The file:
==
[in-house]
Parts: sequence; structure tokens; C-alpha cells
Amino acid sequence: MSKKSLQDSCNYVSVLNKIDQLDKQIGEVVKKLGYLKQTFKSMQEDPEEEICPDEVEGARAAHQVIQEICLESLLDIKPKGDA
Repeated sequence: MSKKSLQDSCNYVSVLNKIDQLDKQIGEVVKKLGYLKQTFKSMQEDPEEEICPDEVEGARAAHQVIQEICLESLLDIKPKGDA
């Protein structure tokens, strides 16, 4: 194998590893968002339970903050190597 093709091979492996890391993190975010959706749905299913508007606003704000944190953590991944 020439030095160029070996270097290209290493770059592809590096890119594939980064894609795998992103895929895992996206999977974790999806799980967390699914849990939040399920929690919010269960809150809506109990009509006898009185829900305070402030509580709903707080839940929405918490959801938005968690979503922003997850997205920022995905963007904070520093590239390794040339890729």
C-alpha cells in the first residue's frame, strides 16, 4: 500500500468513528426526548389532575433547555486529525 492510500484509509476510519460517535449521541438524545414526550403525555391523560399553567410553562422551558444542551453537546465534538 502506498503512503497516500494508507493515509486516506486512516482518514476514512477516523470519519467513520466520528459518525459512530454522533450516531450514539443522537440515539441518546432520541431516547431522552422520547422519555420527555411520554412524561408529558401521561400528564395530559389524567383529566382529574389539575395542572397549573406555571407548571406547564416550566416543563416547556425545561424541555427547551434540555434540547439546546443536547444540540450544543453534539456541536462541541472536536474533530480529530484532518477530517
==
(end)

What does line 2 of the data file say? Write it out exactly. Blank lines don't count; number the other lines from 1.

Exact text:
Parts: sequence; structure tokens; C-alpha cells